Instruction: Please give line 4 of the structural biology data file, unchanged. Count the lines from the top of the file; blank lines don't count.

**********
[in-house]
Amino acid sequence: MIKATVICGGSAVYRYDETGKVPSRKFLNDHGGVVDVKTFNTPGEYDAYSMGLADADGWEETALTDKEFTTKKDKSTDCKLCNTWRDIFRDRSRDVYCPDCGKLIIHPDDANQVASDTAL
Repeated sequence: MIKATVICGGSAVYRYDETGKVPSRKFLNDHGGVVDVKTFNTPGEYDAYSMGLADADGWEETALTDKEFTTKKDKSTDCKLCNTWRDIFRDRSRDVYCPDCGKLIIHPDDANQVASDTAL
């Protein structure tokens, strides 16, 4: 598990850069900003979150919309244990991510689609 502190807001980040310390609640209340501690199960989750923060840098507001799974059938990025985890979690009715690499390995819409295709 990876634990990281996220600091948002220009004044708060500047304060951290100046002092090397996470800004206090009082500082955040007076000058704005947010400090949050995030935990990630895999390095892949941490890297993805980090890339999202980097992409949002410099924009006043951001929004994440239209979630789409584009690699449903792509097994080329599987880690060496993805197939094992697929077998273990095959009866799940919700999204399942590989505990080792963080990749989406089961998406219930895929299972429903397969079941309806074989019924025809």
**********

């Protein structure tokens, strides 16, 4: 598990850069900003979150919309244990991510689609 502190807001980040310390609640209340501690199960989750923060840098507001799974059938990025985890979690009715690499390995819409295709 990876634990990281996220600091948002220009004044708060500047304060951290100046002092090397996470800004206090009082500082955040007076000058704005947010400090949050995030935990990630895999390095892949941490890297993805980090890339999202980097992409949002410099924009006043951001929004994440239209979630789409584009690699449903792509097994080329599987880690060496993805197939094992697929077998273990095959009866799940919700999204399942590989505990080792963080990749989406089961998406219930895929299972429903397969079941309806074989019924025809």